Unsurprisingly, given the relative newness of the rules, there was a marked increase in the percentage of RNDs who had consulted their advisor about moving their residency elsewhere. Around 13 per cent of the advisors questioned said that more than half their RND client base had sought advice about moving and a further 13 per cent said that more than a quarter of their client base had sought advice about changing their residency, with nearly two thirds of advisors reporting that up to a quarter of their RND clients were enquiring into moving.

Reasons for RND concern

The reasons given for leaving were almost totally unrelated to the cost of the GBP30,000 charge per se. A vast majority of those surveyed, more than 80 per cent, said that the cost of the charge was not important in the decision of RNDs to leave.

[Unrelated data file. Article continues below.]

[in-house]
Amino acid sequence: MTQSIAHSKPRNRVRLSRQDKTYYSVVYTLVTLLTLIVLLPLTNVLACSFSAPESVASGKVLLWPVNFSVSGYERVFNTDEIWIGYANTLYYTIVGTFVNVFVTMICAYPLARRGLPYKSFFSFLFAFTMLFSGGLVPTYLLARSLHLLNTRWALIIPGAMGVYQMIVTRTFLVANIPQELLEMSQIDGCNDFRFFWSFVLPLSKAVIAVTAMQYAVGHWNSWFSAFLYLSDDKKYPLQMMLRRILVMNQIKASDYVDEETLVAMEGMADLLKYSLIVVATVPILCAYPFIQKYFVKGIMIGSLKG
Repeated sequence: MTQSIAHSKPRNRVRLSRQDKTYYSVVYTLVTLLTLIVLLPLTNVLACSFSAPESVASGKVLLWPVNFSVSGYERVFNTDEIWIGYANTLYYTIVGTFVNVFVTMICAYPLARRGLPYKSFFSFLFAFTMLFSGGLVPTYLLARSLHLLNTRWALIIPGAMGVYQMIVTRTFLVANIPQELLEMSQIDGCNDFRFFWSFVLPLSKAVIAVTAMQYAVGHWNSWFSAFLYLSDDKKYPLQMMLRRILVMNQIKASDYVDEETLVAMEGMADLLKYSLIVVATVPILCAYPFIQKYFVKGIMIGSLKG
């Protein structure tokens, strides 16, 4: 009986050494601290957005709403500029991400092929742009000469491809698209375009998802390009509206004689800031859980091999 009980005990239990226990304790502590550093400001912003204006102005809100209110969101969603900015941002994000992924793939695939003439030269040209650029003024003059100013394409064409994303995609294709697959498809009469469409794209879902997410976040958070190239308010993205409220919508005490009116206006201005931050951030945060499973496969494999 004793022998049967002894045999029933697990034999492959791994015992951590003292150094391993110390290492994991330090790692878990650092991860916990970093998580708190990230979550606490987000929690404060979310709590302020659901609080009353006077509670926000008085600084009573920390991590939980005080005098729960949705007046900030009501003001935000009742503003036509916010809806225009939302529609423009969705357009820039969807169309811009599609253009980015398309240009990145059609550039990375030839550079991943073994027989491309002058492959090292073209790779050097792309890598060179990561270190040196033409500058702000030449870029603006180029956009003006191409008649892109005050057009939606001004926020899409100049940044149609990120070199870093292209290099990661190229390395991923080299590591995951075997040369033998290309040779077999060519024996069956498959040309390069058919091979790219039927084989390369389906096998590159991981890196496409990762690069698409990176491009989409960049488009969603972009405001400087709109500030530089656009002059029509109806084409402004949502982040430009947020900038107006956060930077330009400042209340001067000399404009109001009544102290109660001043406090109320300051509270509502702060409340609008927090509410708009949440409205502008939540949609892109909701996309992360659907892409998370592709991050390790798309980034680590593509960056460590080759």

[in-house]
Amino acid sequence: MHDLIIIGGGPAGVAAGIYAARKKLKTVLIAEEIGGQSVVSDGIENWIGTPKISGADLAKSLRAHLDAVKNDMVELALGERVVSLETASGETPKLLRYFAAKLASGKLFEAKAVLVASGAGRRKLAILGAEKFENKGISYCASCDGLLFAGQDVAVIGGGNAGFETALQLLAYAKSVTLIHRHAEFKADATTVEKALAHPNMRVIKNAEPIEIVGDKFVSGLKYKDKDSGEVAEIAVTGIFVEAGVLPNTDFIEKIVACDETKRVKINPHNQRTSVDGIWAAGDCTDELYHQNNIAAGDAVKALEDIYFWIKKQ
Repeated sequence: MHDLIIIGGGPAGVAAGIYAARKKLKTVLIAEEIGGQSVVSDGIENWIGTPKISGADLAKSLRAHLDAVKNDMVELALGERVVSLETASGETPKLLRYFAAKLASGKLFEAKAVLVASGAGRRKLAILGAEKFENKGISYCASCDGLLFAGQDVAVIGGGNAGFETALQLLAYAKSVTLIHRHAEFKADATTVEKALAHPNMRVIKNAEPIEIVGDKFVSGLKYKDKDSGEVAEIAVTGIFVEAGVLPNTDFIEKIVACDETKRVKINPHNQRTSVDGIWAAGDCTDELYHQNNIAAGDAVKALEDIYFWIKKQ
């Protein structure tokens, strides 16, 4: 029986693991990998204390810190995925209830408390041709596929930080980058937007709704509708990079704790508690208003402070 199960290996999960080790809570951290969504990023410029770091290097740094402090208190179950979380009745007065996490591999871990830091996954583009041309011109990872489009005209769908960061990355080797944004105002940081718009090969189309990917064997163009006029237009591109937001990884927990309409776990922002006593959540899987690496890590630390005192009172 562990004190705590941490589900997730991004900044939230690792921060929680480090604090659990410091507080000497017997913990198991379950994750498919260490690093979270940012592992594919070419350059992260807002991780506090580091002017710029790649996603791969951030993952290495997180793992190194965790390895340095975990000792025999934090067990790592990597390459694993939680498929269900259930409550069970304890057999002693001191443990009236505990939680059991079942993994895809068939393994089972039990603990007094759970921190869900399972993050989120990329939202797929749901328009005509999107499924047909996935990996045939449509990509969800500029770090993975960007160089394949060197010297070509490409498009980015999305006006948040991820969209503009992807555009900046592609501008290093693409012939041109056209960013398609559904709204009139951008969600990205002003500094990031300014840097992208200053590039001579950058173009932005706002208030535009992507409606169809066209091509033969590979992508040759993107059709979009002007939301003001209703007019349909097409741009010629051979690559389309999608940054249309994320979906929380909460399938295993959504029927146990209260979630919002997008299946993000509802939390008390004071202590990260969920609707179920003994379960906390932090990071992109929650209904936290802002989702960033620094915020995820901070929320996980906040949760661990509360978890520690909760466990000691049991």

The increased complexity and uncertainty of the rules was seen by more than half of advisors as the most important reason behind the decision of their RND clients to change their residency. Increased tax on remittance was seen as quite important in RNDs’ decision to leave, as were increased professional fees. Nearly half, 47 per cent, said that the feeling that RNDs were no longer welcome in this country was a ‘very important’ factor in their decision to leave.

What if the FA 2008 had never happened?